Arthur Danto's influential "end of art" thesis argues that art relinquishes responsibility for answering the question "What is art?" and that as a consequence the question of what art is, is passed to philosophy to answer. But in spite of the fact that Danto attaches a great deal of weight to the terms "question" and "answer," neither he nor his many commentators have explicitly addressed what exactly is meant by them. Danto takes these important terms for granted, despite likening the way in which art raises the question of its identity to Heidegger's account of Dasein as self-questioning. That the manner in which definitional accounts of art of the sort Danto seeks are made impossible by the way modern art performatively transforms what is meant by "question" in its asking itself what art is should be so close to the way in which, for Heidegger, definitional accounts of what the human being is are ruled out by how they raise the question of their being in their being only exacerbates our puzzlement. In his version of the end of art thesis Heidegger takes great pains to unfold what he means by "question" and "answer," for art is the privileged means by which modernity can be put into question. Yet although he accords art this status in the "history of the truth of being" Heidegger, unlike Danto, has very little to say about art of the post-war period on, a time characterized by Danto as the history of art's self-questioning, the very time in which the question of what art is becomes part of what it is, indeed as much part of what art is as the art object itself. Instead, beginning with his writings in the late-1930s, Heidegger suggests that the "truth about being" might only emerge in a time lacking art, and that modern art, or as I shall go on to say modern visual art, has little role to play as a questioning activity. Ostensibly opposed ontologies of art notwithstanding, both Danto and Heidegger appear to give up on art as a questioning activity. This essay argues that Danto avowedly, and Heidegger in an unacknowledged and ambiguous way, aggregate to philosophy the right to answer for art, and that their shared but differently expressed claims that art of the mid-twentieth century gives up on questioning in a serious way are arbitrary, largely because of the privilege accorded perception and representation in their respective conceptions of the history of art.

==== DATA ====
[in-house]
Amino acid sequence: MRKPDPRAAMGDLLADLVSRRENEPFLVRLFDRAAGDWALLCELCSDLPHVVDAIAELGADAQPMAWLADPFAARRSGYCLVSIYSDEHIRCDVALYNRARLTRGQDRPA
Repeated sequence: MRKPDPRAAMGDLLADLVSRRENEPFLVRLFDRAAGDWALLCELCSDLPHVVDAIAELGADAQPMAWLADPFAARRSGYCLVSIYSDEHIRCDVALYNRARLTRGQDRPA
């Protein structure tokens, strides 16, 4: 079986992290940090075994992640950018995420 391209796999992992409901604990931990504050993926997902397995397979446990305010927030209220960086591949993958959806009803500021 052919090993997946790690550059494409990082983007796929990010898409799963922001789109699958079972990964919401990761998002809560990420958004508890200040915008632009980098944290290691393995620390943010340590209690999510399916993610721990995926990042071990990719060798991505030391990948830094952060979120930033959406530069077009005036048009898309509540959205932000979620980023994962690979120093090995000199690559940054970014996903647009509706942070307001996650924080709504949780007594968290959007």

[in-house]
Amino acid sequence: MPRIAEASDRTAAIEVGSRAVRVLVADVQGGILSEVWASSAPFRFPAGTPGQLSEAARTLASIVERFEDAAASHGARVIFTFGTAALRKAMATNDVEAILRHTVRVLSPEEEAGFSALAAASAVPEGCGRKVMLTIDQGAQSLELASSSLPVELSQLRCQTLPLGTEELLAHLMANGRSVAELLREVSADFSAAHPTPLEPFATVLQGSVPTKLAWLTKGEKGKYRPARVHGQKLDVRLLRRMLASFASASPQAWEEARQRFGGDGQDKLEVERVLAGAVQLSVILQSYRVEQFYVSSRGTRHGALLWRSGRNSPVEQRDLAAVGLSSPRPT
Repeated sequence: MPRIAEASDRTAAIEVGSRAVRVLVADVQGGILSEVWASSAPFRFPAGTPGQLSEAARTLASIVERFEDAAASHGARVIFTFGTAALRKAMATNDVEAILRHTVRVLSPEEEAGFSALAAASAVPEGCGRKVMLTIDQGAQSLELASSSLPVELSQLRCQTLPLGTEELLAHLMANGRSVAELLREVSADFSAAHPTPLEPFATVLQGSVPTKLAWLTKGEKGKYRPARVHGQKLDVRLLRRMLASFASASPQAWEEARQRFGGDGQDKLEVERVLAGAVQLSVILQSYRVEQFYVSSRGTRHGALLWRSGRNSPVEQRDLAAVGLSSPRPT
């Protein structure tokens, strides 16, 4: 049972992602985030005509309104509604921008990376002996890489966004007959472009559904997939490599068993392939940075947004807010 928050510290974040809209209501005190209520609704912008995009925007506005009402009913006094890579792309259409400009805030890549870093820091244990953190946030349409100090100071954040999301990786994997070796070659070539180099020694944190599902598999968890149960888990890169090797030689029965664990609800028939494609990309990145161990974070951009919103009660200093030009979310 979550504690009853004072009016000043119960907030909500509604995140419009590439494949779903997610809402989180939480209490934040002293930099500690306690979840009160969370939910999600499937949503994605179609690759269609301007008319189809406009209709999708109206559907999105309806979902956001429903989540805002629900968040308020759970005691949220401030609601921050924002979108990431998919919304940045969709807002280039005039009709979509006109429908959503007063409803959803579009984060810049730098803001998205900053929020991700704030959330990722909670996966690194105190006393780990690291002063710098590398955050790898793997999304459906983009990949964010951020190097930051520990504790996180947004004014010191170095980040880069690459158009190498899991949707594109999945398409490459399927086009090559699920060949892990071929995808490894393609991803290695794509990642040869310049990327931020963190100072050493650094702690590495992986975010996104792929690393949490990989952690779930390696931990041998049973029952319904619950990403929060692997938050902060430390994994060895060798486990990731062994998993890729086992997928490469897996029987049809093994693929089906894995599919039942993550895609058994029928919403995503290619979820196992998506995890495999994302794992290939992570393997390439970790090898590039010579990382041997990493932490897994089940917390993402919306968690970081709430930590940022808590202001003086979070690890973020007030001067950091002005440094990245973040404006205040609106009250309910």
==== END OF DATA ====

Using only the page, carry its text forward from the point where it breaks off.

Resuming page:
Danto claims that after Warhol's Brillo Box (1964), which for the first time as far as art is concerned casts the question "What is art?" in its "pure" and "true" philosophical form, "art no longer bears responsibility for its own philosophical definition.'" If artists wish to participate in the process of answering the question of what art is (which Danto sees as the next stage of its progress), "they would have to become philosophers," since art has "turned the responsibility for progress over to philosophy."2 Danto would have it that the way in which art cedes to philosophy the right to define art, the authority to define it, has a direct bearing on artistic responsibility in that it relieves art of a certain responsibility for itself, of the responsibility for answering the question of its own identity that it itself raises.
But if the answer is philosophy's, how can art be said to have raised the question of its own identity in its own way? Indeed, can it raise the question of its identity in its own way if it cannot answer it, or if it does not have any responsibility of its own with which to answer? Does not passing responsibility for answering over to philosophy mean that the question too is given over to philosophy? The question What is art? has always been philosophy's question about art insofar as it seeks a definition of art; and the question What is art? has been art's question about itself from the start, ever since it had reason to welcome different ways of making art. But Danto elides the latter, which he refers to as the "identity question," art's question about what it is, with the question of art's definition. …